Sunday, February 22, 2009

Chestnut Hill Yokels: Avoidance 'Journalism'

by John Lombardi

At a time when its future is hanging in the balance; when yet another vote on the editor's job is skedded for yet another backroom Exec Committee stab session Feb. 26th; when a much-needed Feb. 25th Town Meeting at the Library will try to rev enough community outrage to finally blow the Hitchcock/Vardakis/Keintz Perplex out of 8434's back door -- this week's Local comes online late Friday afternoon, crammed with stories, editorials, op eds & letters about -- journalism!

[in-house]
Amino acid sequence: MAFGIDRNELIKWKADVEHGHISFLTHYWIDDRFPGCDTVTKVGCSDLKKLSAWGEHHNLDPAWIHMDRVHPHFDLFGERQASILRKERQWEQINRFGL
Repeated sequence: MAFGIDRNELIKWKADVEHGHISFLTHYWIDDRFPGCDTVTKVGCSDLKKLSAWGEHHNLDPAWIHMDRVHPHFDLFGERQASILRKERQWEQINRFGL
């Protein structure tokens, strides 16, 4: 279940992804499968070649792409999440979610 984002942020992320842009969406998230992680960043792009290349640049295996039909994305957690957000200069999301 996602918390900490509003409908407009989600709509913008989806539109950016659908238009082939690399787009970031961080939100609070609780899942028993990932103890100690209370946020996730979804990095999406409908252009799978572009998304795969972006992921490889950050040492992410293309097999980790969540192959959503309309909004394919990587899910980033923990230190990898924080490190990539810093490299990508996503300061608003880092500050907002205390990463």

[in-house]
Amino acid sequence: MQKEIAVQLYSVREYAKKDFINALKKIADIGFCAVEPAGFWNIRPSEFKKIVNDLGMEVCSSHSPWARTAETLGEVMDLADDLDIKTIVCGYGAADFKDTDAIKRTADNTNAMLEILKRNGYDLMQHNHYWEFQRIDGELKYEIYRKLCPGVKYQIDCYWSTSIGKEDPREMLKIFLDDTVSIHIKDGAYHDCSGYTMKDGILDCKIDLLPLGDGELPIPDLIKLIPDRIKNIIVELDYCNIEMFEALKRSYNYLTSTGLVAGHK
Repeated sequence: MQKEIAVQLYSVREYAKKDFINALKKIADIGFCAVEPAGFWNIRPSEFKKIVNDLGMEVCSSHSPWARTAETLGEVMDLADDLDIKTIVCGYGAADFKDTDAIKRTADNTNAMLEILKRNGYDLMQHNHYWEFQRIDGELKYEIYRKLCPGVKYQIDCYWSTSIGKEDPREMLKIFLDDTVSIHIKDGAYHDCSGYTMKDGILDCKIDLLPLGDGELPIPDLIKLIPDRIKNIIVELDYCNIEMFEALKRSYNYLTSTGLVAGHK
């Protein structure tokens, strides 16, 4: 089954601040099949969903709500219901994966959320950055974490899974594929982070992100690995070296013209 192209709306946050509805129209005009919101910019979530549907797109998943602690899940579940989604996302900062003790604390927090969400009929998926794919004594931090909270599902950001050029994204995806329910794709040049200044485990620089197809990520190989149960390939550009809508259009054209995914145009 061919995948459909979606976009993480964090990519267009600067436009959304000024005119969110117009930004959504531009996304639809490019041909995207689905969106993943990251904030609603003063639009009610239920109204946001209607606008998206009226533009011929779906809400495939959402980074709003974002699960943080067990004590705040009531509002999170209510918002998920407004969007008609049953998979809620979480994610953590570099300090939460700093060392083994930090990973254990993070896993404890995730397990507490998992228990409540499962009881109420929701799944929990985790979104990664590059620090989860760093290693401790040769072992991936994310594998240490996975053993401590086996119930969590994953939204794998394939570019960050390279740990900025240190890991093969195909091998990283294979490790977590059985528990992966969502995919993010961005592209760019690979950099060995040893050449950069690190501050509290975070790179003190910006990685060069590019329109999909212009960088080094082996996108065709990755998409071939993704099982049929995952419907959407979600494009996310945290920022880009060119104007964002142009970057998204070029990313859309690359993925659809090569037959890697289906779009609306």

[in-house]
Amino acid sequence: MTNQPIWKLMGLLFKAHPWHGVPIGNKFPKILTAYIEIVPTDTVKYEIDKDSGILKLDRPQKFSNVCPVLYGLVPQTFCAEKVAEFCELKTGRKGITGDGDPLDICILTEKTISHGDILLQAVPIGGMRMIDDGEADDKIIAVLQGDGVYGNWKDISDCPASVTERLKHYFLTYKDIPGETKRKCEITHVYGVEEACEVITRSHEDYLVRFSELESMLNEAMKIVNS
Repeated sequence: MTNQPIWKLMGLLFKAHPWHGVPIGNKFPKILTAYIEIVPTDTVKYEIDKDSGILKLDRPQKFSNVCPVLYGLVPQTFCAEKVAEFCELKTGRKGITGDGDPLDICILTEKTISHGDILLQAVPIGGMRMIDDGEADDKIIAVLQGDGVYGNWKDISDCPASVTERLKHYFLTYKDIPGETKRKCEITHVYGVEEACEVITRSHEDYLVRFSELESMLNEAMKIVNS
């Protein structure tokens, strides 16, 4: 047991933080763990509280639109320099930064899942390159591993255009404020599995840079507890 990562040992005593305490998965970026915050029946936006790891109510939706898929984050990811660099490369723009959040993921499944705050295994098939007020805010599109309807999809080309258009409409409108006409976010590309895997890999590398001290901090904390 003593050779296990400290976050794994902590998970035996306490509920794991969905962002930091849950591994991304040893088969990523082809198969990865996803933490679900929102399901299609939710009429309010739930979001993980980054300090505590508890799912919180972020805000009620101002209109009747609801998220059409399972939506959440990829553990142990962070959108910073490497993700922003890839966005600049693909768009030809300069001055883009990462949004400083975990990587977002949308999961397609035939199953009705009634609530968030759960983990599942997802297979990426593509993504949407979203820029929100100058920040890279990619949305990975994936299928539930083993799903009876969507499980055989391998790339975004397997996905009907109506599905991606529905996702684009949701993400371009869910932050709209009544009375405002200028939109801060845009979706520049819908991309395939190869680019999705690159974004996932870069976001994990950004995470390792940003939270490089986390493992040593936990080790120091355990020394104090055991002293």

But nothing on its own dire situation. Rootin' Tootin' Local staffer and self-furloughed Northwest Notebook blogger Joel "Braveheart" Hoffman does one of his specialized business-longies about poor Karl Biemuller, former editor of the combined Germantown Courier / Mt. Airy Express weeklies, on the road again after a 10-year stint giving Yardley's JRC publishers a reason to hang some ads on the bones of their formerly solid papers. Then the editor chimes in with a looong editorial pondering the vagaries of print weeklies in the Appomattox of their time, confusedly mourning their end -- victims of the Old Technology mindset in the new digital age, he implies . . . but then, whoops -- catching himself and remembering that he's looking for a job . . .So he reassures readers that "Northwest Philadelphia is a vibrant neighborhood full of interesting personalities, political intrigue and rich history . . . literally a gold mine for stories."